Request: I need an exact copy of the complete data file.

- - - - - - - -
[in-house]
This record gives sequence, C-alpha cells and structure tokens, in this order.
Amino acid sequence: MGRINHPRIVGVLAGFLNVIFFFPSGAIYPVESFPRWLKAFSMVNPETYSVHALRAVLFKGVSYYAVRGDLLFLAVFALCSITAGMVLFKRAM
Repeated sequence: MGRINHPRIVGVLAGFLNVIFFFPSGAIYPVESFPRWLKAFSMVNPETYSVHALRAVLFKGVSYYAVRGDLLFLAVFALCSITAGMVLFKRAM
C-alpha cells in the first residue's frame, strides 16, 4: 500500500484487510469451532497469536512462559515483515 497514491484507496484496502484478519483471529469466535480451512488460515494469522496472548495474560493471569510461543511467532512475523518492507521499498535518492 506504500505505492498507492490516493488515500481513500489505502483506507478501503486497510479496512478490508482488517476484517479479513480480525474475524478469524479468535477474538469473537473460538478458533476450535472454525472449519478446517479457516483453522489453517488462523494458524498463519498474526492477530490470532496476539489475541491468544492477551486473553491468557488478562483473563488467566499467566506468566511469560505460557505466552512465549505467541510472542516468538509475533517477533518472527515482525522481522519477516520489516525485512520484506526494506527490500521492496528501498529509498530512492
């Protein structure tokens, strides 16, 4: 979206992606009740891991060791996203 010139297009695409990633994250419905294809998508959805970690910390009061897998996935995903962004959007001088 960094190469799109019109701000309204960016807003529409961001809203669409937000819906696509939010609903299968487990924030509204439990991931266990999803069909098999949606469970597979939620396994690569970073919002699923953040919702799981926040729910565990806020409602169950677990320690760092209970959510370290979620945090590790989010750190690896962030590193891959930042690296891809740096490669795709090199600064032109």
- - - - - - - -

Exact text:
[in-house]
This record gives sequence, C-alpha cells and structure tokens, in this order.
Amino acid sequence: MGRINHPRIVGVLAGFLNVIFFFPSGAIYPVESFPRWLKAFSMVNPETYSVHALRAVLFKGVSYYAVRGDLLFLAVFALCSITAGMVLFKRAM
Repeated sequence: MGRINHPRIVGVLAGFLNVIFFFPSGAIYPVESFPRWLKAFSMVNPETYSVHALRAVLFKGVSYYAVRGDLLFLAVFALCSITAGMVLFKRAM
C-alpha cells in the first residue's frame, strides 16, 4: 500500500484487510469451532497469536512462559515483515 497514491484507496484496502484478519483471529469466535480451512488460515494469522496472548495474560493471569510461543511467532512475523518492507521499498535518492 506504500505505492498507492490516493488515500481513500489505502483506507478501503486497510479496512478490508482488517476484517479479513480480525474475524478469524479468535477474538469473537473460538478458533476450535472454525472449519478446517479457516483453522489453517488462523494458524498463519498474526492477530490470532496476539489475541491468544492477551486473553491468557488478562483473563488467566499467566506468566511469560505460557505466552512465549505467541510472542516468538509475533517477533518472527515482525522481522519477516520489516525485512520484506526494506527490500521492496528501498529509498530512492
């Protein structure tokens, strides 16, 4: 979206992606009740891991060791996203 010139297009695409990633994250419905294809998508959805970690910390009061897998996935995903962004959007001088 960094190469799109019109701000309204960016807003529409961001809203669409937000819906696509939010609903299968487990924030509204439990991931266990999803069909098999949606469970597979939620396994690569970073919002699923953040919702799981926040729910565990806020409602169950677990320690760092209970959510370290979620945090590790989010750190690896962030590193891959930042690296891809740096490669795709090199600064032109």